Infrastructure spending will yield jobs, Democratic hopefuls say

8 presidential candidates address unions at Cedar Rapids fish fry

CEDAR RAPIDS — Eight Democratic presidential hopefuls voiced a broad consensus Saturday to spend at least $2 trillion on a national infrastructure plan.

Although they were less definitive about how to fund their plans and where the money would be spent, their message at a “Conversation about Infrastructure and Jobs” forum co-hosted by Iowa U.S. Rep. Abby Finkenauer and seven labor unions was clear: Rebuilding the nation’s infrastructure goes hand-in-hand with rebuilding the middle class.

That means jobs for union members and as Minnesota U.S. Sen. Amy Klobuchar explained, “When union workers do better, everyone does better.”

One after the other, New Jersey U.S. Sen. Cory Booker, former Vice President Joe Biden, Vermont U.S. Sen. Bernie Sanders, California U.S. Sen. Kamala Harris, Massachusetts U.S. Sen. Elizabeth Warren, South Bend, Ind., Mayor Pete Buttigieg and former Maryland U.S. Rep. John Delaney joined Klobuchar in promising federal infrastructure funds would support union jobs because, they said, unions built the middle class in the first place, and can rebuild the middle class now.

“Today was a really big deal,” Finkenauer said about the event that drew about 900 people who ate more than 600 pounds of walleye, according to the Finkenauer campaign. “To hear them today talk about the issues that I know matter to my constituents, that’s makes a big difference. What you saw today, with the focus on infrastructure and jobs, regardless who the candidates is, they care.

“And quite frankly, we have them on record now today saying they are going to get it done,” the 1st District congresswoman told reporters.

Candidates laced their comments about infrastructure and jobs with criticism of President Donald Trump, who campaigned on building the nation’s infrastructure but, so far, has not delivered. Although he struck a deal with Democratic congressional leaders on a $2 trillion plan to upgrade roads, bridges and broadband back in April, there has been little action on fleshing out the plan and winning congressional approve.


The president’s efforts to repeal the Obama administration’s Affordable Care Act, win a tax cut and, more recently, the Democrats’ impeachment investigation, have pushed infrastructure from atop the agenda.

But that won’t be the case if a Democrat is elected president, the candidates promised.

“Infrastructure has to be the No. 1 domestic priority of the next president,” Delaney said, because it will create middle-class jobs, make the nation more competitive and improve Americans’ quality of life.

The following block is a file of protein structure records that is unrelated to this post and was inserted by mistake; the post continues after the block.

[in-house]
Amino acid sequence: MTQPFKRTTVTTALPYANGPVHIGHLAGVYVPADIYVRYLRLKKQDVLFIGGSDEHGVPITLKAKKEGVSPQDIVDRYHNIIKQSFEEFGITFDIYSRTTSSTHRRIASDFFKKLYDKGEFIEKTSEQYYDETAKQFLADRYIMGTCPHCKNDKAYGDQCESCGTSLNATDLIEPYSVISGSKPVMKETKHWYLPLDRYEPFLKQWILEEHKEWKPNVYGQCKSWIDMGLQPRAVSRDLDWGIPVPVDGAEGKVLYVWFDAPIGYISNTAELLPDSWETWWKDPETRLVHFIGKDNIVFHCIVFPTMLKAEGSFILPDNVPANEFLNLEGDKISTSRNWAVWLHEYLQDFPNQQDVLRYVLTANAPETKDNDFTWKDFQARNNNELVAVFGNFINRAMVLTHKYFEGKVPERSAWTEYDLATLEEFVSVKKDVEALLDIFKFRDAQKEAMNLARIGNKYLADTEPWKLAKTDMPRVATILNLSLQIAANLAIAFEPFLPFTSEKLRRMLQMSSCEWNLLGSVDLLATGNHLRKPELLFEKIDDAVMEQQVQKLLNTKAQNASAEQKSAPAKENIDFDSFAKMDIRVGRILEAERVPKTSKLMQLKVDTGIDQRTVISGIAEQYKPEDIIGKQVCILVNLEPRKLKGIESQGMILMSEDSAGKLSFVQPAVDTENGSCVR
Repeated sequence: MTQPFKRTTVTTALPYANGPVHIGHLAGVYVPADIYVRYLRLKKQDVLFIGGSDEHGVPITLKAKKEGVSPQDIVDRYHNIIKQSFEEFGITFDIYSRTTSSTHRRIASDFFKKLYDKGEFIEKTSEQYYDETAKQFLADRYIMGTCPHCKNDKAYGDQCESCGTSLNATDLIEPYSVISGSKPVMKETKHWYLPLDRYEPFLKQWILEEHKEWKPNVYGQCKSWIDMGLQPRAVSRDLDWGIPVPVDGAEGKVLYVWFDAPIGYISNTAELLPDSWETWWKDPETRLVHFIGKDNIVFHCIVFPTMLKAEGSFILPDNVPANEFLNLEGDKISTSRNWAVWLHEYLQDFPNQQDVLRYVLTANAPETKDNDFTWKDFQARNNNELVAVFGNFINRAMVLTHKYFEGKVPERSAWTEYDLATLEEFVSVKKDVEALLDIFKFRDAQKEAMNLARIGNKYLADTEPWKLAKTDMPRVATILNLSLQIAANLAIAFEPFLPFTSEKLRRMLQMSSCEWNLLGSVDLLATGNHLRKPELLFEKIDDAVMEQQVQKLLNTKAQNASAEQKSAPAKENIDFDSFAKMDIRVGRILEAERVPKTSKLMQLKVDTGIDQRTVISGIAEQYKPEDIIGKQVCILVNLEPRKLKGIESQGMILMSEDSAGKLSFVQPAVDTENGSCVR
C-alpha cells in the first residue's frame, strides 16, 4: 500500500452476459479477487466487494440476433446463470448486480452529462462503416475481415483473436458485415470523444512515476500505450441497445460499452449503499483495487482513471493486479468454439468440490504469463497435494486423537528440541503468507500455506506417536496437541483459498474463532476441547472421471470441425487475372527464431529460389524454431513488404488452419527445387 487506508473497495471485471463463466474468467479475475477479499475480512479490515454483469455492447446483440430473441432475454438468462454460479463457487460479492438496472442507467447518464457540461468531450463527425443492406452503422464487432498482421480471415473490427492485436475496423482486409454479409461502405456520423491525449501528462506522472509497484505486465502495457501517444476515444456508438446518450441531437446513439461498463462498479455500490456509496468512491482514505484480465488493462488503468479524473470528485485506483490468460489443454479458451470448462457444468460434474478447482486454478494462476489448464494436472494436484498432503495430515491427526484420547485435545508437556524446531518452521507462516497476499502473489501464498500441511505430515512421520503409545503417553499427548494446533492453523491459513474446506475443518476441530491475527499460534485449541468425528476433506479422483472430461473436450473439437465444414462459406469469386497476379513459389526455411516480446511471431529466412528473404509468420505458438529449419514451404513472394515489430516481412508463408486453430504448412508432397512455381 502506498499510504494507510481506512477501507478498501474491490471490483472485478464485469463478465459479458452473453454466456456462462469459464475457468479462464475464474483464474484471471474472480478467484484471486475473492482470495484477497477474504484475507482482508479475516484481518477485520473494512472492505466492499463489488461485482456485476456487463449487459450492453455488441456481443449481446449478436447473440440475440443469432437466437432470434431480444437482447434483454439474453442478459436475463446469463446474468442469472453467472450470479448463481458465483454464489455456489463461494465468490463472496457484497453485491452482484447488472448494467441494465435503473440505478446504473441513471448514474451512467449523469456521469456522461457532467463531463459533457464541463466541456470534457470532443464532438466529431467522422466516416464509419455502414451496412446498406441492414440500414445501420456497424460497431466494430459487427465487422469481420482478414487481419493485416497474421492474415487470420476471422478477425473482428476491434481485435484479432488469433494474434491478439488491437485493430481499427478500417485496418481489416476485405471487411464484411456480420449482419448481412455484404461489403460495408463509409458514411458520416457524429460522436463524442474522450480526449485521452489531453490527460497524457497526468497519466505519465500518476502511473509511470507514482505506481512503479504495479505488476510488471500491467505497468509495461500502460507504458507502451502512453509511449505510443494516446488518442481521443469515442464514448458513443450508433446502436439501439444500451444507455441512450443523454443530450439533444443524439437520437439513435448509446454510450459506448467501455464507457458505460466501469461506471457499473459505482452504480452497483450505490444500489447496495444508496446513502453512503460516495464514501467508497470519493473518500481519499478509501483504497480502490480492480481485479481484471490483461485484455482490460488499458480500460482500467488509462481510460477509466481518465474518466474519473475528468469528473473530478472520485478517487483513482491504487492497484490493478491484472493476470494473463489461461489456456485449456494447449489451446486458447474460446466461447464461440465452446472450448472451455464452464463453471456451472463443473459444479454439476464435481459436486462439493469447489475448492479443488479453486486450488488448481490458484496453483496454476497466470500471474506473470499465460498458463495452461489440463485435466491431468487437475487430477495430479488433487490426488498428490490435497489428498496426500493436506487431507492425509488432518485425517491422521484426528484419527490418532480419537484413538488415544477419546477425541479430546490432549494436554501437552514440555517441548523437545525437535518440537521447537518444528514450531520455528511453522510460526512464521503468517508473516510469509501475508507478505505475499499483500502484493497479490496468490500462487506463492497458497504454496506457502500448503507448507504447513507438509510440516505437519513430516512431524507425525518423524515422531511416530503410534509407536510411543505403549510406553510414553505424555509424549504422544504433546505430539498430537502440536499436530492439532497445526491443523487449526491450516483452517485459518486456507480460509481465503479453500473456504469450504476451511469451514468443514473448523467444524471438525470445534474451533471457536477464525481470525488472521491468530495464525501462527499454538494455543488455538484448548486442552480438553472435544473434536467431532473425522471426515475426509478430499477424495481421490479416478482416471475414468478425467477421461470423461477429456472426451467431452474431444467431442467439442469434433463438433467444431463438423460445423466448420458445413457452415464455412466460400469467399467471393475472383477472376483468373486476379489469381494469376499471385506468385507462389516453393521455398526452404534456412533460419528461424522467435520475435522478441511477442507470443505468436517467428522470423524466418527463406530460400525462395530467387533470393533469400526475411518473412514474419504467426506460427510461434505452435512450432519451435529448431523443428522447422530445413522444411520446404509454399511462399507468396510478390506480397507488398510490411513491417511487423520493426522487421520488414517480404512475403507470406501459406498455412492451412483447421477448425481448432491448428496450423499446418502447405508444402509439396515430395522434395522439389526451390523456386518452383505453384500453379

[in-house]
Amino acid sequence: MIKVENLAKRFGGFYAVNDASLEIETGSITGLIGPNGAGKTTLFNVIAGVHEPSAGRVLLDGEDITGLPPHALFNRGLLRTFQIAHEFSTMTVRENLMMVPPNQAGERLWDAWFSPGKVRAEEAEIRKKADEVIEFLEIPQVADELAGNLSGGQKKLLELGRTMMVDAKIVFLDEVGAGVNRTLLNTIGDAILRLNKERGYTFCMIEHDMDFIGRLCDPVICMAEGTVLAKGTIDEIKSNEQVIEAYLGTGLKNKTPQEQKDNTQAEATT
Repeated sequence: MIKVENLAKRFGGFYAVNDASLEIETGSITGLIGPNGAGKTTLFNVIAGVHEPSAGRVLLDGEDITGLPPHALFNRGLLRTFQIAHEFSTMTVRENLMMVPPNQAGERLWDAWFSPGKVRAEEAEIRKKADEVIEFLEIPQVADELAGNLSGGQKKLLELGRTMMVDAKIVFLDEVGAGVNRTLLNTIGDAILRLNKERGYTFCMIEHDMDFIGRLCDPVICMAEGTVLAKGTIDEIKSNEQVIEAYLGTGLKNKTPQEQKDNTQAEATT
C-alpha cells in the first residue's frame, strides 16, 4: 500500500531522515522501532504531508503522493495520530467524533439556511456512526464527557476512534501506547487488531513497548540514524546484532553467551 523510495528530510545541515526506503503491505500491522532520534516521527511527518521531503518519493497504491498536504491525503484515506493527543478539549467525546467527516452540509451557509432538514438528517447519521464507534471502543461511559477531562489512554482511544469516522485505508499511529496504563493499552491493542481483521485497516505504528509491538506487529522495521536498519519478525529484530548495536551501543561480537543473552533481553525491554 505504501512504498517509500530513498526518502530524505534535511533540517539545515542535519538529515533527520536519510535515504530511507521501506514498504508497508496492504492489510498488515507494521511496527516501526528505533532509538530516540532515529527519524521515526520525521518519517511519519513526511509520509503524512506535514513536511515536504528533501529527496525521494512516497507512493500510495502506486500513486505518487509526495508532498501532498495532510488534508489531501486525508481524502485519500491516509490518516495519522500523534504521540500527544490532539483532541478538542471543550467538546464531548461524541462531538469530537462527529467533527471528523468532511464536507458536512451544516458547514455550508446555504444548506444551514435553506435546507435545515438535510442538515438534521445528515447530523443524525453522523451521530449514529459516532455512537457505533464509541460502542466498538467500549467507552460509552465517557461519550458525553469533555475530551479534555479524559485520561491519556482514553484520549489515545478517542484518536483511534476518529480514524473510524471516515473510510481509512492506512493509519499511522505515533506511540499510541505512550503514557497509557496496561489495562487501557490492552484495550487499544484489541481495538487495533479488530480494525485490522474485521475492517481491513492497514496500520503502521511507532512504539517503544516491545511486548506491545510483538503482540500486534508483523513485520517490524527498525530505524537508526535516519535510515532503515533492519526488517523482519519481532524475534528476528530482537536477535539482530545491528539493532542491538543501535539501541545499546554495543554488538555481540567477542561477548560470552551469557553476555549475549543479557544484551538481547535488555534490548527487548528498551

There’s an urgent national security need to invest in infrastructure because everything from the nation’s electrical grid “to the well-being of our communities depends on infrastructure,” Booker said. It’s also common sense that the nations that invest in infrastructure will fare better, he said.

Right now, he said, China is investing 9 percent of its gross domestic product in infrastructure and Europe is investing 5 percent. The United States is investing less than half that.

“Our infrastructure is collapsing. This is an investment that is long overdue,” he said.

The candidates’ infrastructure plans weren’t about just roads and bridges. They focused attention on the need for high-quality, high-speed internet everywhere.

Sanders, for example, called broadband a “basic human necessity of life today” and the lack of high-quality internet access is one reason for the “massive depopulation of rural areas.”

Access to broadband in every rural community in America “has a significant impact on whether or not we can compete, can you attract small manufacturers, can you attract people coming in and building facilities in your small town,” Biden said.


“You can’t do it unless you can get there. You can’t do it unless when you get there, you have access to the rest of the world,” he said.

Lack of high-speed internet is a factor in hospital closings and shorter life expectancies for rural residents, the candidates said.

People should be able to build a secure economic future regardless of their ZIP code, Warren said. That includes keeping rural hospitals “vital and open.”

“Every time a local hospital closes, a family says ‘I can’t go there because they won’t be able to deliver babies,” she said. “Seniors say, ‘I’m not sure I can stay here because it’s too far away from a hospital if someone has chest pains.’ We’ve got to keep our rural hospitals open.”

The lack of broadband access and federal investment in rural communities has increased the rural-urban divide, Buttigieg said. As recently as 50 or fewer years ago, life expectancy was the same whether a person lived in a city or rural area.

“Now it is at the biggest gap in more than a half century,” he said. “We see it in access to health care and the way medical providers are disappearing and hospitals are closing.”

The need for infrastructure investment extends to education, Harris said. She pledged $100 billion for improving school infrastructure and promised to begin closing the pay gap between teachers and similarly educated professionals. In Iowa, she said, that’s $12,200 a year.

The Democrats expressed disappointment in Trump’s failure to act on infrastructure in the two years he had a GOP-controlled Congress. Regardless who is president, they said, investing in infrastructure is one thing members of both parties sees as a need and priority.


“This is not a partisan issue. It is not left-right. It is forward or we continue to fall backward,” Booker said.

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